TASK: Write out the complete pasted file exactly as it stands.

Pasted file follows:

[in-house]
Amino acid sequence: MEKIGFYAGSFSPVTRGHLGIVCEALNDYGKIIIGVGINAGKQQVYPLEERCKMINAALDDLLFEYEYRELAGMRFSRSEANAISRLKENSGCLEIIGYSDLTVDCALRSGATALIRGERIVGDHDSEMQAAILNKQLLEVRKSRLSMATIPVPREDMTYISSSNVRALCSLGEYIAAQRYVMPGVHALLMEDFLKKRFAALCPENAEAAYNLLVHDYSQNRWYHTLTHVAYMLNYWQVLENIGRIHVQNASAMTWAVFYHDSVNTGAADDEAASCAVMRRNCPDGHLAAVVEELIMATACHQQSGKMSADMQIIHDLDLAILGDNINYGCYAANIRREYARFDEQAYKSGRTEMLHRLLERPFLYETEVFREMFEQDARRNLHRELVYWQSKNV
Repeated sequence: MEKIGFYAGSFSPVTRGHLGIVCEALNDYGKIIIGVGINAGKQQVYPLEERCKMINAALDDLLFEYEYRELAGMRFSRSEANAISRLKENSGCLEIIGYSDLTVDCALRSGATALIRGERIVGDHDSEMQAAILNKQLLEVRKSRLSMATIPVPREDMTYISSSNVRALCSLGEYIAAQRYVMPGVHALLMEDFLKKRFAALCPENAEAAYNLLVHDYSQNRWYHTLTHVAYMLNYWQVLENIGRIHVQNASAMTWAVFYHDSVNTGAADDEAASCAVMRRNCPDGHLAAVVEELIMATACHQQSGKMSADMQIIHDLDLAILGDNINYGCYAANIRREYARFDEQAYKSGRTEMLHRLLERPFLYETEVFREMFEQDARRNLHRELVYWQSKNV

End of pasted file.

[in-house]
Amino acid sequence: MEKIGFYAGSFSPVTRGHLGIVCEALNDYGKIIIGVGINAGKQQVYPLEERCKMINAALDDLLFEYEYRELAGMRFSRSEANAISRLKENSGCLEIIGYSDLTVDCALRSGATALIRGERIVGDHDSEMQAAILNKQLLEVRKSRLSMATIPVPREDMTYISSSNVRALCSLGEYIAAQRYVMPGVHALLMEDFLKKRFAALCPENAEAAYNLLVHDYSQNRWYHTLTHVAYMLNYWQVLENIGRIHVQNASAMTWAVFYHDSVNTGAADDEAASCAVMRRNCPDGHLAAVVEELIMATACHQQSGKMSADMQIIHDLDLAILGDNINYGCYAANIRREYARFDEQAYKSGRTEMLHRLLERPFLYETEVFREMFEQDARRNLHRELVYWQSKNV
Repeated sequence: MEKIGFYAGSFSPVTRGHLGIVCEALNDYGKIIIGVGINAGKQQVYPLEERCKMINAALDDLLFEYEYRELAGMRFSRSEANAISRLKENSGCLEIIGYSDLTVDCALRSGATALIRGERIVGDHDSEMQAAILNKQLLEVRKSRLSMATIPVPREDMTYISSSNVRALCSLGEYIAAQRYVMPGVHALLMEDFLKKRFAALCPENAEAAYNLLVHDYSQNRWYHTLTHVAYMLNYWQVLENIGRIHVQNASAMTWAVFYHDSVNTGAADDEAASCAVMRRNCPDGHLAAVVEELIMATACHQQSGKMSADMQIIHDLDLAILGDNINYGCYAANIRREYARFDEQAYKSGRTEMLHRLLERPFLYETEVFREMFEQDARRNLHRELVYWQSKNV